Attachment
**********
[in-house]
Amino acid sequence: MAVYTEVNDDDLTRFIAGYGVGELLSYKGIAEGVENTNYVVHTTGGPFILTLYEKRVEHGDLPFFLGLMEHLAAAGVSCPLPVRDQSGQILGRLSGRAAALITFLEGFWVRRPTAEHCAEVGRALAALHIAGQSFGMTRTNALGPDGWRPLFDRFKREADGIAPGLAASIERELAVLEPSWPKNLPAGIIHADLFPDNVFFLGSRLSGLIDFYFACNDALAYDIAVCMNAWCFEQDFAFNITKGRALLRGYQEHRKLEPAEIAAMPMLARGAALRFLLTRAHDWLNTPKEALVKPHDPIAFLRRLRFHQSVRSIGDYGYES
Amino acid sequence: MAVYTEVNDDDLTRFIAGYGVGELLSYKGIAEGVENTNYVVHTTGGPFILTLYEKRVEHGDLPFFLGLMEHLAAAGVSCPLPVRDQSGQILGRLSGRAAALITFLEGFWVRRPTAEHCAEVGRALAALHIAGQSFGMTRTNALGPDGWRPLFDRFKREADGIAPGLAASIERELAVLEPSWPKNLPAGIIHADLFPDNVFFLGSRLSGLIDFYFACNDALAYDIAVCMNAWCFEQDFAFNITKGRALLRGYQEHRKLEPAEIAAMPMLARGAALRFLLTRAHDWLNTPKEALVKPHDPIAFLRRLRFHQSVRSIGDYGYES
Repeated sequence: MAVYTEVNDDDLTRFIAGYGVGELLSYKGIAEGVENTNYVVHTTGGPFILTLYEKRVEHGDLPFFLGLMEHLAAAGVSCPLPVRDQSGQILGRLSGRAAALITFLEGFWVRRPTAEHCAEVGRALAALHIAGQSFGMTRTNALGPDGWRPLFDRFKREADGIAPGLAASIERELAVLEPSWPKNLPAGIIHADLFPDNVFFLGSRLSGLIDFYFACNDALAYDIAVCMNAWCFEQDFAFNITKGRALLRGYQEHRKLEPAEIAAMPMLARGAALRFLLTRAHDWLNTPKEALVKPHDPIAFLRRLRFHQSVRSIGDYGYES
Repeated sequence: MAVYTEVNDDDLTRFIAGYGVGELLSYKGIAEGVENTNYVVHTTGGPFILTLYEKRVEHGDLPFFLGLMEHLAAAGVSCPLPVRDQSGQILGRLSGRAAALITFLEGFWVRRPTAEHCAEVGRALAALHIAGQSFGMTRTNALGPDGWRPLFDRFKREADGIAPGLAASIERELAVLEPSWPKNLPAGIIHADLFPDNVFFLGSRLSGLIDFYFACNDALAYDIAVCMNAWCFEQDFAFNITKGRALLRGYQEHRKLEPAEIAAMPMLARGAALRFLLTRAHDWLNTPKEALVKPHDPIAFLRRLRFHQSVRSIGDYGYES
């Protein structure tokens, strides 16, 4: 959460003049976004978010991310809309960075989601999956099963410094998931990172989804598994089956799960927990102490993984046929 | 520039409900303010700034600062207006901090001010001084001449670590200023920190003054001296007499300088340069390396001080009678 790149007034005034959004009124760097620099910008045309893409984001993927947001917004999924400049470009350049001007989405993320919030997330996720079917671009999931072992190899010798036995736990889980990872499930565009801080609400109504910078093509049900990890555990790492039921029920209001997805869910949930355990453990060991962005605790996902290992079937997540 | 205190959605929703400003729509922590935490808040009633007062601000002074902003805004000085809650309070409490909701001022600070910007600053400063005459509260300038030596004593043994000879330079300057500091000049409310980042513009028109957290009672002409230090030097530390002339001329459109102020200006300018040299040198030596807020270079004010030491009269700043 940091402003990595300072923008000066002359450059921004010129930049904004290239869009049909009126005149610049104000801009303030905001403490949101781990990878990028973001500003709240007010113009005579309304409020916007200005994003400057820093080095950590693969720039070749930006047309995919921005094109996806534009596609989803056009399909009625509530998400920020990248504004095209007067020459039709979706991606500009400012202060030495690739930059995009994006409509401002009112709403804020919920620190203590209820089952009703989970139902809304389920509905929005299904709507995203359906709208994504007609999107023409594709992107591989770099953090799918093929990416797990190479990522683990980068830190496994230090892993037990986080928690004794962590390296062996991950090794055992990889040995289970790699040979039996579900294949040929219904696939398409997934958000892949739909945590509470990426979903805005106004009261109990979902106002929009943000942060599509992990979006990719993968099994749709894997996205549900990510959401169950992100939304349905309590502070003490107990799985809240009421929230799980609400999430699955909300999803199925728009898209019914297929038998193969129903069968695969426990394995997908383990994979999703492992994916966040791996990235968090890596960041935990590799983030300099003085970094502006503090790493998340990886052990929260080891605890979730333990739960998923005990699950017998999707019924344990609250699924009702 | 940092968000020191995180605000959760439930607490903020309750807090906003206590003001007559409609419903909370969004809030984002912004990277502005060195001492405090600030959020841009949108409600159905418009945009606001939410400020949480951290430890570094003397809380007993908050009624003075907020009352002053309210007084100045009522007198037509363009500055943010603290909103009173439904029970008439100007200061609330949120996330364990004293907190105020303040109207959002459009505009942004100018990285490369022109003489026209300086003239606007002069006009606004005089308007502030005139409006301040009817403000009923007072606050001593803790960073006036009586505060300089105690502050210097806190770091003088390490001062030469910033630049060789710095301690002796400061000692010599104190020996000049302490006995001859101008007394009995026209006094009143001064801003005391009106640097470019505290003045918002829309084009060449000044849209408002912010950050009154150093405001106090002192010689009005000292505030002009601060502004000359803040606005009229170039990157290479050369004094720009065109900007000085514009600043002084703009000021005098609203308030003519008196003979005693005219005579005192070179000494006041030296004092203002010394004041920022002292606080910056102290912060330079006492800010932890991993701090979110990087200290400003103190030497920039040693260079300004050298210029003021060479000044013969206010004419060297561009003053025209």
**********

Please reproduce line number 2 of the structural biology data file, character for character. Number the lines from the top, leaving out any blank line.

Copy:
Amino acid sequence: MAVYTEVNDDDLTRFIAGYGVGELLSYKGIAEGVENTNYVVHTTGGPFILTLYEKRVEHGDLPFFLGLMEHLAAAGVSCPLPVRDQSGQILGRLSGRAAALITFLEGFWVRRPTAEHCAEVGRALAALHIAGQSFGMTRTNALGPDGWRPLFDRFKREADGIAPGLAASIERELAVLEPSWPKNLPAGIIHADLFPDNVFFLGSRLSGLIDFYFACNDALAYDIAVCMNAWCFEQDFAFNITKGRALLRGYQEHRKLEPAEIAAMPMLARGAALRFLLTRAHDWLNTPKEALVKPHDPIAFLRRLRFHQSVRSIGDYGYES